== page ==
Requirements for Repossession Notices in Massachusetts for Auto Loans
On March 12, 2020, the United States District Court for the District of Massachusetts in Piazza v. Santander Consumer USA Inc., found that the borrowers’ allegations of a violation of the Motor Vehicle Retail Installment Sales Act (“RISA”) against Santander Consumer USA Inc.’s (“Santander”) could withstand a Motion to Dismiss. What exactly is required under RISA to give notice to consumers whose motor vehicles have been repossessed?
Between July 2017 and July 2018, the borrowers entered into two loan agreements with Santander for the purchase of two motor vehicles. Between December 2018 and January 2019 Santander repossessed both vehicles due to defaults. After the repossessions, Santander sent each of the borrower a notice advising them of their intent to resell their vehicles. These notices stated the following:
We will sell the Vehicle at a private sale sometime after [date] . . . . The money that we get from the sale (after paying our costs) will reduce the amount you owe. If the net proceeds at the sale, after expenses, does not equal your unpaid balance, and if the total unpaid balance exceeds $2,000, you may owe us the difference, subject to applicable law (including Mass. Gen. Laws. ch. 255B § 20B).
Plaintiffs allege in Count I of their complaint that these pre-sale notices violated Article 9 of the Uniform Commercial Code (“UCC”), as adopted by the Massachusetts legislature, by incorrectly describing their potential liability for a deficiency. Shortly thereafter, Santander filed a motion to dismiss Count I.
Two Massachusetts statutes are relevant to the sale of a repossessed motor vehicle. The Uniform Commercial Code (“UCC”) and RISA. The UCC governs defaults in secured transactions. Williams v. Am. Honda Fin. Corp., 98 N.E.3d 169, 179 (Mass. 2018). Pursuant to the UCC, after a repossession but before the sale of a motor vehicle, a lender must provide written notice containing a “description of any liability for a deficiency of the person to which the notification is sent.” Mass. Gen. Laws ch. 106, § 9-614(1)(B). The UCC calculates a deficiency using the proceeds of a “commercially reasonable” sale. Id. at § 9-615. The UCC also provides lenders with a form notice. This notice is referred to as a “safe harbor” notice. The safe harbor notice includes the following language:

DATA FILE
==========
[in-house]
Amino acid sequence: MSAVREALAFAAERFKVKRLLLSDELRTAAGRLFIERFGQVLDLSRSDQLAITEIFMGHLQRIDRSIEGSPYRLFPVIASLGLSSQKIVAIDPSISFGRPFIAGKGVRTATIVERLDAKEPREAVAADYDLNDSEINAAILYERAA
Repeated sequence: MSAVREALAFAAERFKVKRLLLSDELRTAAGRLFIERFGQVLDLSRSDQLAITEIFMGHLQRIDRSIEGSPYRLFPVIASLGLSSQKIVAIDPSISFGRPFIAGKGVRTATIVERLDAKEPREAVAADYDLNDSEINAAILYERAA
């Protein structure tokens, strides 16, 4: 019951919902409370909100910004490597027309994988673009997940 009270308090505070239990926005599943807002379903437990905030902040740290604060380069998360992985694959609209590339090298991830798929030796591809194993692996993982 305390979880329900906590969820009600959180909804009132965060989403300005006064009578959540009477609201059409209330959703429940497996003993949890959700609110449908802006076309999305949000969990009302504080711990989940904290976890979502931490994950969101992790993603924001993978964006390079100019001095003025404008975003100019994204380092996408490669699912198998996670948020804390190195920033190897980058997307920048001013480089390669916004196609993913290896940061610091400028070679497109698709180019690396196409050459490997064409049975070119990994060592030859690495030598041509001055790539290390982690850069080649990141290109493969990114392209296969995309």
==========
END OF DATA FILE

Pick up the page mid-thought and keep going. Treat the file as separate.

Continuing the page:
The money that we get from the sale (after paying our costs) will reduce the amount you owe. If we get less money than you owe, you (will or will not, as applicable) still us the difference. If we get more money than you owe, you will get the extra money, unless must pay it to someone else.
Mass. Gen. Laws ch. 106, § 9-614(3) (emphasis added in bold).
However, the UCC calculates the deficiency using the proceeds of a commercially reasonable sale. RISA calculates the deficiency using the fair market value of the vehicle. Please see the relevant language below:
If the unpaid balance of the consumer credit transaction at the time of default was two thousand dollars or more the creditor shall be entitled to recover from the debtor the deficiency, if any, resulting from deducting the fair market value of the collateral from the unpaid balance due and shall also be entitled to any reasonable repossession and storage costs, provided he has complied with all the provisions of the section.
Mass. Gen. Laws ch. 255B, § 20B(e)(1) (emphasis added). This conflict between the UCC and RISA is resolved by a related subsection in RISA which states that its provisions displace the UCC to the extent that the UCC imposes different obligations related to repossessions of motor vehicles.
The defining case in Massachusetts on this this issue is, Williams v. American Honda Finance Corp., 98 N.E.3d 169 (Mass. 2018); see also Williams v. American Honda Finance Corp., 907 F.3d 83 (1st Cir. 2018) (analyzing facts in light of the SJC’s responses to certified questions). Here, the Supreme Judicial Court (“SJC”) concluded that “the notice that is required by the [UCC] is never sufficient where the deficiency is not calculated based on the fair market value of the collateral and the notice fails to accurately describe how the deficiency is calculated.” Williams, 98 N.E.3d at 179. While the parties agreed that the words “fair market value” were not required in the pre-sale notice, they disagreed as to the exact requirements.
“In Williams, the SJC set out a clear standard for a sufficient description of the deficiency calculation in pre-sale notices to debtors. Specifically, the SJC stated that notices ‘must describe the deficiency as the difference between the fair market value of the collateral and the debtor’s outstanding balance because this is what is required by [RISA].’ Williams, 98 N.E.3d at 179. The SJC determined that using the UCC’s safe harbor language, without describing the deficiency with reference to the fair market value of the vehicle, ‘is inconsistent with Massachusetts law.’ …
The Court’s Ruling
The District Court found that while the pre-sale notice was not required to include the words “fair market value”, it was required to “describe” the method of calculation in a way that “signals to the debtor that the fair market value will be used to determine the deficiency.” As a result, the District Court found that the borrowers claims could withstand the Motion to Dismiss. The key takeaway from this case is to follow the language of RISA as promulgated by the SJC in Williams.